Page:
Synedrion have the most advanced technology of all the human factions. They are radical ecologists who seek to build a new and better human civilization out of the detritus of the old. They value knowledge and seek to form a global nation that exists in partnership with both its citizens and the environment. Viewing aliens as part of Earth's environmental landscape, Synedrion seek to coexist with the aliens by using technology such as a wall that can repel the alien's mist. Synedrion generally place their havens on elevated hi-tech platforms. Overall, they are a decentralized organization that mostly is interconnected through shared philosophy and stable communication networks; however, havens that become disconnected from others prioritize self-sufficiency. The organizational decision-making of Synedrion is slow.
Phoenix Point is described as a spiritual successor to X-COM. In the 1990s, the original X-COM series of video games introduced and integrated global strategy and tactical combat through which players try to save Earth from alien invasions. Though a multiplayer mode has not been ruled out, a survey answered by likely players has focused on developing Phoenix Point as a single-player game. Novel ideas include having aliens mutate and evolve in semi-random ways as they try and adapt to players' tactics and technology. Altogether, Phoenix Point is described as adding new and improved gameplay dynamics to the genre.
In Phoenix Point, the alien threat evolves as part of a gameplay system designed to generate a wide variety of challenges and surprises for players in tactical combat. Aliens encountered by players are procedurally generated on two basic levels: first, aliens will draw upon a pool of available, interchangeable body parts; second, aliens can change in size and shape. When the Pandoravirus encroaches on new regions, animals and other biological material found, including humans, are recombined to increase the pool of available body parts for the creation of new aliens, through mutations. For example, in Africa, the procedurally generated mutation system might mash-up the body of a lion with body parts of humans and other animals to create alien monsters that resemble a Sphinx.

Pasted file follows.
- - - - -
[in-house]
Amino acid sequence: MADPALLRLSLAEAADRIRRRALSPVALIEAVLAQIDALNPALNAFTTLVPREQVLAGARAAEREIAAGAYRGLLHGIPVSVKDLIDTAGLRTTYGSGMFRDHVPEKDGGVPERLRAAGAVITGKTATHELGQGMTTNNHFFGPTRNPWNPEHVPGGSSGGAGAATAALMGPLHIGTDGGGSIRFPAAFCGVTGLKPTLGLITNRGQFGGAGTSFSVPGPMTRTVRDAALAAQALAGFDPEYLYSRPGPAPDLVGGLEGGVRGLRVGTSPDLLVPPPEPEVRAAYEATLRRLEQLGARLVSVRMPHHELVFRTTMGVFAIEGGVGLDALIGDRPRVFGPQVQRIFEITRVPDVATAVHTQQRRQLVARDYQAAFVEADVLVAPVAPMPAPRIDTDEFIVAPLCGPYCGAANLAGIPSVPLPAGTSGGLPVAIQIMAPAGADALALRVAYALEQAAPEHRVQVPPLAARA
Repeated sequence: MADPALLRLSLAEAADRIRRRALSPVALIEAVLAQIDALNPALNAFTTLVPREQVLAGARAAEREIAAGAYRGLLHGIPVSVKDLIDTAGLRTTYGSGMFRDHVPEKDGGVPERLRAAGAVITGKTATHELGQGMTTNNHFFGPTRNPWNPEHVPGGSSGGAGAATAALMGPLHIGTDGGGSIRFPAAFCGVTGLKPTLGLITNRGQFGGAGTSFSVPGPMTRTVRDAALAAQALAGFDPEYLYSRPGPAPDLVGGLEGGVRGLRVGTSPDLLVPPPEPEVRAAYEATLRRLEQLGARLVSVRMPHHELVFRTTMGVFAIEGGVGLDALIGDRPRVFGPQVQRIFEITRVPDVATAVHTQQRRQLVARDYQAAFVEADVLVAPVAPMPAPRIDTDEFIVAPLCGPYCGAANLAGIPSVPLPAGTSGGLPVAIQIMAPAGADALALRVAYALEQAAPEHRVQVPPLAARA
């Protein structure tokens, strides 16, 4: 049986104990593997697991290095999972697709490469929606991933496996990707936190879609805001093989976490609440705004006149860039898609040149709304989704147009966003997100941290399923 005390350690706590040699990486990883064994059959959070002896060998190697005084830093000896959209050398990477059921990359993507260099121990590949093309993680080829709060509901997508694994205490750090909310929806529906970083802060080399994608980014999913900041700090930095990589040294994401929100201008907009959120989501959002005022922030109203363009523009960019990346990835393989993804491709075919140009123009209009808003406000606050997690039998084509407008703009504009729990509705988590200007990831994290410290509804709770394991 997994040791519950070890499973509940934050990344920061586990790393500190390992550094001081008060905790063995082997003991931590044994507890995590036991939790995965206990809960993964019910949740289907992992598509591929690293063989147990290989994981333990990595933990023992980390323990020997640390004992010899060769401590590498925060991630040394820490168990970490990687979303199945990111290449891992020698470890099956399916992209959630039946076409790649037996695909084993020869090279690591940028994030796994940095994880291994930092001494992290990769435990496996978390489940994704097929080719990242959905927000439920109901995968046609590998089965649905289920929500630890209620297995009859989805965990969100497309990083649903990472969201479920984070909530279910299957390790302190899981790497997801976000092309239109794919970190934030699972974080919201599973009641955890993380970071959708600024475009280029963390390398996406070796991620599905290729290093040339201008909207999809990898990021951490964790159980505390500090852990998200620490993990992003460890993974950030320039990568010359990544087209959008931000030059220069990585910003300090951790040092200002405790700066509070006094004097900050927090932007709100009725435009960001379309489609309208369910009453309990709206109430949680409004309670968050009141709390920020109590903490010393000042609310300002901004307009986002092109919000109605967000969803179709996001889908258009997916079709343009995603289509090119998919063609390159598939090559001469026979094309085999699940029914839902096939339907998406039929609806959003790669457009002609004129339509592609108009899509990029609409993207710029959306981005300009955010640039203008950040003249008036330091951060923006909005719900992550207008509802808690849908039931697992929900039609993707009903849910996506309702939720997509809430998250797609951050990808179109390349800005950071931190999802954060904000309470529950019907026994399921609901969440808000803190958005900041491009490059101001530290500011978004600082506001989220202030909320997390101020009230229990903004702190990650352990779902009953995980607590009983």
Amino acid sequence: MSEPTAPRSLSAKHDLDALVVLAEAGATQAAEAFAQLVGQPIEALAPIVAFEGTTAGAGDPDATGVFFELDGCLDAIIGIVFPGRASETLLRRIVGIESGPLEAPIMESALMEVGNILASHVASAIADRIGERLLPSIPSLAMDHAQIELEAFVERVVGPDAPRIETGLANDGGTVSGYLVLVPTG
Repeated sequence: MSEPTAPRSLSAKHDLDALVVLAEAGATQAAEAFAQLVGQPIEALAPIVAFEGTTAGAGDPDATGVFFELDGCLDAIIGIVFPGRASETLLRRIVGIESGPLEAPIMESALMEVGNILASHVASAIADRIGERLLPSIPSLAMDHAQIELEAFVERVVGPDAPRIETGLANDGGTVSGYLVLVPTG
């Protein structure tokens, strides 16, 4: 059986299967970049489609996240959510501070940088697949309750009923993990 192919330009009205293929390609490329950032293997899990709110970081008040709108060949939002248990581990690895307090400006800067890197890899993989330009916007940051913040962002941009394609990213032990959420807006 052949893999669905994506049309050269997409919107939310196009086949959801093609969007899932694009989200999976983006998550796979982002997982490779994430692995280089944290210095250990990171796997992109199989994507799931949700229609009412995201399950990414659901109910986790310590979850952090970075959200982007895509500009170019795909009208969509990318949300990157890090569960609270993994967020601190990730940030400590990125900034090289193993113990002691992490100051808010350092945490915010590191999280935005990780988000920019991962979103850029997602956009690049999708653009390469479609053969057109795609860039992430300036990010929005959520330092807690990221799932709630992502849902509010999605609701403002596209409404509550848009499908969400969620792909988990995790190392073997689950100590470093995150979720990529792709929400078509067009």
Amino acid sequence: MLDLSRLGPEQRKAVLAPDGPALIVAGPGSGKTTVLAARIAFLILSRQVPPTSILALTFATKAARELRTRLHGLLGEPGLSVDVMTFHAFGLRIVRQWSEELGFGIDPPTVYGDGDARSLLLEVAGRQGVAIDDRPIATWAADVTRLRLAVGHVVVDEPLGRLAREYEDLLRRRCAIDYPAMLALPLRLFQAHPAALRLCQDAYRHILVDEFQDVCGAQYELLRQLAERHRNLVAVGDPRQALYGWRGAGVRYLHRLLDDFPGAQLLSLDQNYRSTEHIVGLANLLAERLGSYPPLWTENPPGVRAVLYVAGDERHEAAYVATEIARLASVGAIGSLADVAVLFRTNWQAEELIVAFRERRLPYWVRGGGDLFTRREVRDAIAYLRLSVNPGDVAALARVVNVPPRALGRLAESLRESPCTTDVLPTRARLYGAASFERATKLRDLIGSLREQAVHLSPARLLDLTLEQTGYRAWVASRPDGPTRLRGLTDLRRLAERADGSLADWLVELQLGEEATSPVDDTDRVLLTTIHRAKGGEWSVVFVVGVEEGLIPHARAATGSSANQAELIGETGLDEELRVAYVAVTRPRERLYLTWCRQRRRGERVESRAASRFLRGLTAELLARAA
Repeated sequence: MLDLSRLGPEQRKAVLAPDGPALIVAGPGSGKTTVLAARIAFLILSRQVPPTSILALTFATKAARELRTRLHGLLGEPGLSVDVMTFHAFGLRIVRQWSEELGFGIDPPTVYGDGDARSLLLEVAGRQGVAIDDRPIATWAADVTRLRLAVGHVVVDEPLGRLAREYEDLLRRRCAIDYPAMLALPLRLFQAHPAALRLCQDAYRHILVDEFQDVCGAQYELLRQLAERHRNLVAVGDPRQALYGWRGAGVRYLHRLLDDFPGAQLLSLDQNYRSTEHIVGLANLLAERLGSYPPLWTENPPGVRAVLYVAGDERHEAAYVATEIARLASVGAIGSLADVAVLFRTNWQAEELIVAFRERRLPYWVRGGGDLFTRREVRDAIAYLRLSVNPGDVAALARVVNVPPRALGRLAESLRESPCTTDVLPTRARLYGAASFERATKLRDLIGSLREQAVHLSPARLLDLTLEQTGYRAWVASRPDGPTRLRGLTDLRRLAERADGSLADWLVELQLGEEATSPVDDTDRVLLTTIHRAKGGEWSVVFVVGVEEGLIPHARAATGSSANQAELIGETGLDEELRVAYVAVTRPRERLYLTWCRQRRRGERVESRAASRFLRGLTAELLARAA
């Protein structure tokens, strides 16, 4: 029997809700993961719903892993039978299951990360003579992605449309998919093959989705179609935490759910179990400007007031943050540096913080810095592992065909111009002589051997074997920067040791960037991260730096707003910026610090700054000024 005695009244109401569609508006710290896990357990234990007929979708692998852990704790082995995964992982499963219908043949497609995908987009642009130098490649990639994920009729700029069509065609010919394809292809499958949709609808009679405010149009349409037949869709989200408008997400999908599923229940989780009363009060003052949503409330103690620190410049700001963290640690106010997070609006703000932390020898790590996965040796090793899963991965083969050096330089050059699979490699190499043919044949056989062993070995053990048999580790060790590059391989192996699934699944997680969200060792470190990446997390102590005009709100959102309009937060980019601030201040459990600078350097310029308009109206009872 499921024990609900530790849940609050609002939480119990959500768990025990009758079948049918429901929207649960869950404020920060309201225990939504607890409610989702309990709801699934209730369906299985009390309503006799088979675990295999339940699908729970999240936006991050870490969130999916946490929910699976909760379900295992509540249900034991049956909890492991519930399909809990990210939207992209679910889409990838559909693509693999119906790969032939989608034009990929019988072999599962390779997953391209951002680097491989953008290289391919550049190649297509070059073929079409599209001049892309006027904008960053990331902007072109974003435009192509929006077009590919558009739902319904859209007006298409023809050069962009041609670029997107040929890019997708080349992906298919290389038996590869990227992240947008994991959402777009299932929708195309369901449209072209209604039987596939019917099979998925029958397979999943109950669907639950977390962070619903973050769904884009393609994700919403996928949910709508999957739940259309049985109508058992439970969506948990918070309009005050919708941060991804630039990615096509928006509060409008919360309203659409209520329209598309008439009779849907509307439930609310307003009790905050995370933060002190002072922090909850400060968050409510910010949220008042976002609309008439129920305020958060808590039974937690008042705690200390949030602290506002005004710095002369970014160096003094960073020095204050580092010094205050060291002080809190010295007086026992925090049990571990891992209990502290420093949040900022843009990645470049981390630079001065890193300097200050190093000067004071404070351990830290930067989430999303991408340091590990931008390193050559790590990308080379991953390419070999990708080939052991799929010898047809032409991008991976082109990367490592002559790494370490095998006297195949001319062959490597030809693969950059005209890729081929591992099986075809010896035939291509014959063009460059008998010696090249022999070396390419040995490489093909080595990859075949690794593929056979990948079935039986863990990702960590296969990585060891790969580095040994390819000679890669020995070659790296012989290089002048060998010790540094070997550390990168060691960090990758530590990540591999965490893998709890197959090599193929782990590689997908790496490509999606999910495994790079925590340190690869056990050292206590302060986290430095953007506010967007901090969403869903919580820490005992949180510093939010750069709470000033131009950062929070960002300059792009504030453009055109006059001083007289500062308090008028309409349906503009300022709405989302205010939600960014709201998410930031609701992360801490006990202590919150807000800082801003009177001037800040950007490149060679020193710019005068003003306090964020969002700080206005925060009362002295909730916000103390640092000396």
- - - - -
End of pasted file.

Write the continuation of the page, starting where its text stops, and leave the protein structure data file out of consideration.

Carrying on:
When aliens are victorious in combat, they may mutate more in order to use captured weapons and other technology. In contrast, aliens that are consistently defeated will continue to mutate in a natural selection process which mimics evolution. For example, a mutation might generate aliens with a new melee attack ability or a new defensive counter to certain types of weapons used by the players' soldiers. These mutations are somewhat random; however, the game's AI works in the background to find mutations that can defeat players' soldiers by discarding iterations that are unsuccessful. Aliens will continue to evolve until they develop a mutation that allows them to prevail in battle. Aliens with successful mutations then will be deployed in increasing numbers. Thus, the Pandoravirus responds and adapts to the tactics and technology used by players.